Photo: Rex Arbogast/AP
When Finnish teachers work in U.S. schools, they complain of being tired, rushed and mistrusted, writes Timothy D. Walker in The Atlantic.
Satu Muja teaches six classes a day of English as a Second Language at a Maryland high school. She has one 45-minute “planning period.”
My classes are at three different proficiency levels, and I have four minutes between classes to prepare for the next class. At the same time, I am expected to stand in the hallways to monitor students as [they] transfer from class to class, and to check my email for last-minute updates and changes because of ongoing testing or other events.
I feel rushed, nothing gets done properly; there is very little joy, and no time for reflection or creative thinking (in order to create meaningful activities for students).
Kristiina Chartouni, who teaches foreign languages at a high school, feels “under a microscope.”
Finnish teachers have the freedom “to use their skills, wisdom and shared knowledge for the good of their students’ learning,”writes Pasi Sahlberg, author of Finnish Lessons 2.0, in What if Finland’s great teachers taught in U.S. schools?Without that autonomy, Finnish teachers wouldn’t be effective, he concludes.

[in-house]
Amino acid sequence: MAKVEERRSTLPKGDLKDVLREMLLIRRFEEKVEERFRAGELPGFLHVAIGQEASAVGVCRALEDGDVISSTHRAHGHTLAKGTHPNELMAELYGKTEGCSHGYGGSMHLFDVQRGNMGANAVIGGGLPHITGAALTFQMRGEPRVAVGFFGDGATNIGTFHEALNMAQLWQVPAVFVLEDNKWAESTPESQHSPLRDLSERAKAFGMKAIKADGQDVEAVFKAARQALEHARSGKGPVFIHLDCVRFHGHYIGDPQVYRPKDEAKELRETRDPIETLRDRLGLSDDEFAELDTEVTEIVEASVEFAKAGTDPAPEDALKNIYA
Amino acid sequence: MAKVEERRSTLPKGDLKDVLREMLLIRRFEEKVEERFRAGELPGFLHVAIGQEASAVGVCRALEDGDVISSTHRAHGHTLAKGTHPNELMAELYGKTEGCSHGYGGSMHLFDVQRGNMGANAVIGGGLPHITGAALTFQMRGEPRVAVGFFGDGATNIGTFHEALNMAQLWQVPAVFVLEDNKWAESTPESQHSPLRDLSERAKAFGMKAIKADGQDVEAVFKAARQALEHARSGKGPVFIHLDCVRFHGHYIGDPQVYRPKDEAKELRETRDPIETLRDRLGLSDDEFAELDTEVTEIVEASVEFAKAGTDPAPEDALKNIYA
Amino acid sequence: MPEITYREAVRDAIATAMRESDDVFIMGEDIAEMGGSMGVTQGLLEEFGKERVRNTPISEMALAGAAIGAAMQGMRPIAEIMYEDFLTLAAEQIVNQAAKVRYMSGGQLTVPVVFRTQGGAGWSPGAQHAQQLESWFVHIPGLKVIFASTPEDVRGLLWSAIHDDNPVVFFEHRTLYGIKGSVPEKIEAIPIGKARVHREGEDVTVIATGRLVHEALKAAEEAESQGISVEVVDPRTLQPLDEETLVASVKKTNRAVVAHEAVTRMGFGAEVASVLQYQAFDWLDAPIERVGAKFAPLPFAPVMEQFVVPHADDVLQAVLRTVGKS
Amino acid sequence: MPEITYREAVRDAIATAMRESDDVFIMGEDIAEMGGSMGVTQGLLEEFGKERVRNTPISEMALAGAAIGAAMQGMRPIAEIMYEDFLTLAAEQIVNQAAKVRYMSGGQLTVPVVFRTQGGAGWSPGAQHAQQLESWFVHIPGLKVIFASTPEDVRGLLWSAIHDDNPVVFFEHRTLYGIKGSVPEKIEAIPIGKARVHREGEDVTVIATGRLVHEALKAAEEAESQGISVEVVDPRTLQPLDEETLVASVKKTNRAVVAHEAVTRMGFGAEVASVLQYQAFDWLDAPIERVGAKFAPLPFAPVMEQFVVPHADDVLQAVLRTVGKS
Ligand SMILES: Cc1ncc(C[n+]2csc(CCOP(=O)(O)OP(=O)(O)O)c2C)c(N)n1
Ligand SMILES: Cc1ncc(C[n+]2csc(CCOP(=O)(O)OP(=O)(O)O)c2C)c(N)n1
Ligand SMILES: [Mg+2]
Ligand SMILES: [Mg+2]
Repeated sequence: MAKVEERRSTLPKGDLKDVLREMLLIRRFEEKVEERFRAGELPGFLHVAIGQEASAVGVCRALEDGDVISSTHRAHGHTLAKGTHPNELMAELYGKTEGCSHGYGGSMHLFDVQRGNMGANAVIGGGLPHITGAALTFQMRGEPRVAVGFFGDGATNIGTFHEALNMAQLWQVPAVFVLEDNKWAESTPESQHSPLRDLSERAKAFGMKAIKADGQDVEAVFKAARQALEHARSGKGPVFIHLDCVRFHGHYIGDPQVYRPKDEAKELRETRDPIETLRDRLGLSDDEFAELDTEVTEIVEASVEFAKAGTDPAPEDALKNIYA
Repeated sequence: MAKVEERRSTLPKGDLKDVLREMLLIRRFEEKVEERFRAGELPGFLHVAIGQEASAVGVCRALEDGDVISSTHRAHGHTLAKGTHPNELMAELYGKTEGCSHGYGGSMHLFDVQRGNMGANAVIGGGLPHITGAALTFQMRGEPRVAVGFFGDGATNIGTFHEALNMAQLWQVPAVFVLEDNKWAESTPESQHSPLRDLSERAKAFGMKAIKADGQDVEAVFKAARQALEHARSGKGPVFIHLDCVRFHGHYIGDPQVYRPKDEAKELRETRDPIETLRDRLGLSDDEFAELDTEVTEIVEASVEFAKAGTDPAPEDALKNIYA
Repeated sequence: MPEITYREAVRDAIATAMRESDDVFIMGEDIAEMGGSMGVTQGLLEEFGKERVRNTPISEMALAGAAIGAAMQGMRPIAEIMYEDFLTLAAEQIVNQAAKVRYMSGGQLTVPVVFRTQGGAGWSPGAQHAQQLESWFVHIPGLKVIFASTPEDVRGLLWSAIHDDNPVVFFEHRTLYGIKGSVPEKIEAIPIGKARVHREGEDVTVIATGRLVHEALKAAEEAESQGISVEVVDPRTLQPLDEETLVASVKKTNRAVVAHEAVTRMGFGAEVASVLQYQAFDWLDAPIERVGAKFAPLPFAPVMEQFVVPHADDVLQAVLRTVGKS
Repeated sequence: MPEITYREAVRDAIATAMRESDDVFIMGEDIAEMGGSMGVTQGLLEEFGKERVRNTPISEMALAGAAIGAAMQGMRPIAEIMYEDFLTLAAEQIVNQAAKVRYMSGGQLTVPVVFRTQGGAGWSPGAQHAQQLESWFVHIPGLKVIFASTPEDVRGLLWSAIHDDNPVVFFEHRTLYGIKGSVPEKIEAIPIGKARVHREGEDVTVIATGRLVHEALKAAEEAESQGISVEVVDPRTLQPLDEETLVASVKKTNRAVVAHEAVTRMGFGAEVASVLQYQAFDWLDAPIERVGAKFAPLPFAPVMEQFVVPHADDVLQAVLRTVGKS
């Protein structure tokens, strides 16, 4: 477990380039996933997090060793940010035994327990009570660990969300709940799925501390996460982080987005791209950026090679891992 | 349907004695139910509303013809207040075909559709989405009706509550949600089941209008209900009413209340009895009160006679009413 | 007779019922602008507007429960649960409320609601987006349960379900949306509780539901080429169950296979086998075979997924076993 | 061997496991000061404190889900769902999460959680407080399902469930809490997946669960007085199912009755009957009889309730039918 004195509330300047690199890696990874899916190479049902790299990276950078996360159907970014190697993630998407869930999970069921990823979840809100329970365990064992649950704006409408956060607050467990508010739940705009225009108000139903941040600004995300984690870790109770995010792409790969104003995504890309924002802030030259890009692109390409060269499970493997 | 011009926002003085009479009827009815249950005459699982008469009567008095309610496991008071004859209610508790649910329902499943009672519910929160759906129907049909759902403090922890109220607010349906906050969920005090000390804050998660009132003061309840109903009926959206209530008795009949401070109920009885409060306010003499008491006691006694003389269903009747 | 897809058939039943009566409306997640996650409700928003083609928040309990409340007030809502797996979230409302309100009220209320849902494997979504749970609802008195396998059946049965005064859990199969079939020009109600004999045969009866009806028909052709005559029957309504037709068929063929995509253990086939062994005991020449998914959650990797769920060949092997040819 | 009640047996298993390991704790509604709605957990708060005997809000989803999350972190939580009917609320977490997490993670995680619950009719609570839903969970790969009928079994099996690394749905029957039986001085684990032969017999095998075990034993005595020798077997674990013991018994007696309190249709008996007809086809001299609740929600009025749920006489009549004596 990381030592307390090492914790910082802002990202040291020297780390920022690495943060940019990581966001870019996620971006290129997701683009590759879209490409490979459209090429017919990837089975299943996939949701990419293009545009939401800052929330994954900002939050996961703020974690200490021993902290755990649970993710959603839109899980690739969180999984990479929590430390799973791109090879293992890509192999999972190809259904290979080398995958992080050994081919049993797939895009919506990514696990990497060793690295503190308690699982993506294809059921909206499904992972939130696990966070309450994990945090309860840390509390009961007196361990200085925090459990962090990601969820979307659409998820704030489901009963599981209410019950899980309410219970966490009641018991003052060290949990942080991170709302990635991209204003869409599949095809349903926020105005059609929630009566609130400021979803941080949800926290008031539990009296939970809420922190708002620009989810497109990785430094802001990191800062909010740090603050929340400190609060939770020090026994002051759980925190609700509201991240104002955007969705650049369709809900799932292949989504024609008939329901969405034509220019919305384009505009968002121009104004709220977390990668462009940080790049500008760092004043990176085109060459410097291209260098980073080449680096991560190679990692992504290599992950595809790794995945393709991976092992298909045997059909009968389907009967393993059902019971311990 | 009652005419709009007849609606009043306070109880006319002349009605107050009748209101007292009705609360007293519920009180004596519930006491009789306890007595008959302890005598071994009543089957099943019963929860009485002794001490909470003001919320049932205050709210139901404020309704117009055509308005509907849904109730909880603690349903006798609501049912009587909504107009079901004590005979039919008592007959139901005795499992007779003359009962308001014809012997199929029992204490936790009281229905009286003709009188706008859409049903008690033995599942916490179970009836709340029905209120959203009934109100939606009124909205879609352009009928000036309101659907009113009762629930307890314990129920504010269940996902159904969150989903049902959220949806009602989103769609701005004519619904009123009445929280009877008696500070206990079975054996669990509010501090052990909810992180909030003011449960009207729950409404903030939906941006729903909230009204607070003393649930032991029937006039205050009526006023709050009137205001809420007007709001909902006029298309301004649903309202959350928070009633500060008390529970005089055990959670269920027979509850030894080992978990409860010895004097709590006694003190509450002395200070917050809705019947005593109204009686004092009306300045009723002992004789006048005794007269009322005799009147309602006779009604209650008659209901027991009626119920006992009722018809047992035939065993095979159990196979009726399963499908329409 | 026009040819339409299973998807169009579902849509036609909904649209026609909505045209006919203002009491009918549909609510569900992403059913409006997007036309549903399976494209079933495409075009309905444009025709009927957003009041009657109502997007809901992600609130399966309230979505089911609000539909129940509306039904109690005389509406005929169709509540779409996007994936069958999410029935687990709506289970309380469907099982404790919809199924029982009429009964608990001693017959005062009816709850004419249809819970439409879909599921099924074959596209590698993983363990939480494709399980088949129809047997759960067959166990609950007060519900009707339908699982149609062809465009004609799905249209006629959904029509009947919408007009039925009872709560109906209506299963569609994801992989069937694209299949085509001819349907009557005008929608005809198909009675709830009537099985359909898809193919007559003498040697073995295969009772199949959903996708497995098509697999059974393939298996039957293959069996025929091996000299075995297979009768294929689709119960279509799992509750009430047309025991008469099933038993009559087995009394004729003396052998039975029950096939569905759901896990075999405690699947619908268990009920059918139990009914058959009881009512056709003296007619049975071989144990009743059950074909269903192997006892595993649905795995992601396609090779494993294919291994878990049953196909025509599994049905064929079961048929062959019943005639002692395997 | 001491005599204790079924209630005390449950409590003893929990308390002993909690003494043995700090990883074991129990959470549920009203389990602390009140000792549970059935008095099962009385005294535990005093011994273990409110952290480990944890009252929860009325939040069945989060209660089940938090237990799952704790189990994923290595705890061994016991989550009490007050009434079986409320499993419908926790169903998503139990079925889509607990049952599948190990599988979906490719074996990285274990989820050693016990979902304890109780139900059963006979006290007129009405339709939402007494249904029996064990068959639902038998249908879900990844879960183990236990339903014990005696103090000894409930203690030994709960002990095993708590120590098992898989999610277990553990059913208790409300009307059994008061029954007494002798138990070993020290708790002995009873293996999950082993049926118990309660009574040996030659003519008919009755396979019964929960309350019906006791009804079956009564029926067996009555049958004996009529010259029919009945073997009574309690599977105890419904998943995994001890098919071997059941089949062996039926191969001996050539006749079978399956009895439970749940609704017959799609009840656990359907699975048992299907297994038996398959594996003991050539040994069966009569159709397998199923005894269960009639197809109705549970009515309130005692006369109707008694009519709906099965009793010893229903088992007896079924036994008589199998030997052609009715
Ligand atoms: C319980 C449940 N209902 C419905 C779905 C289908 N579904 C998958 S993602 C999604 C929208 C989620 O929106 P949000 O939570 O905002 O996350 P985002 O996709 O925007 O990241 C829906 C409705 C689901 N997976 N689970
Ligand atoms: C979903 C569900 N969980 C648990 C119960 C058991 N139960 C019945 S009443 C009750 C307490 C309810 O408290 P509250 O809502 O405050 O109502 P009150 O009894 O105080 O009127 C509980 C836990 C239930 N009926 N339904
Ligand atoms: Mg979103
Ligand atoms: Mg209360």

Countries that give teachers more autonomy have invested heavily in “changing the pool from which they are selecting their teachers” and educating and supporting teachers, responds Marc Tucker of the National Center on Education and the Economy. “If you don’t do all those things, and all you do is give more autonomy to teachers, watch out.”
On The 74, Matt Barnum debunks the “cult of Finland.”
Simply picking and choosing “best practices” in Finland may lead to confirmation bias — the tendency to highlight policies folks are already predisposed to support.
A study by Britain’s Centre for Policy Studies concludes Finland’s test scores began rising when the system was centralized, “well before” schools gained a high level of autonomy, Barnum notes.
Finland is a relatively homogeneous country with a population roughly the size of Minnesota’s. Even if policymakers could determine what factors have led to Finland’s success, there’s no reason to think that its education policies could be easily exported to and effectively implemented in the United States.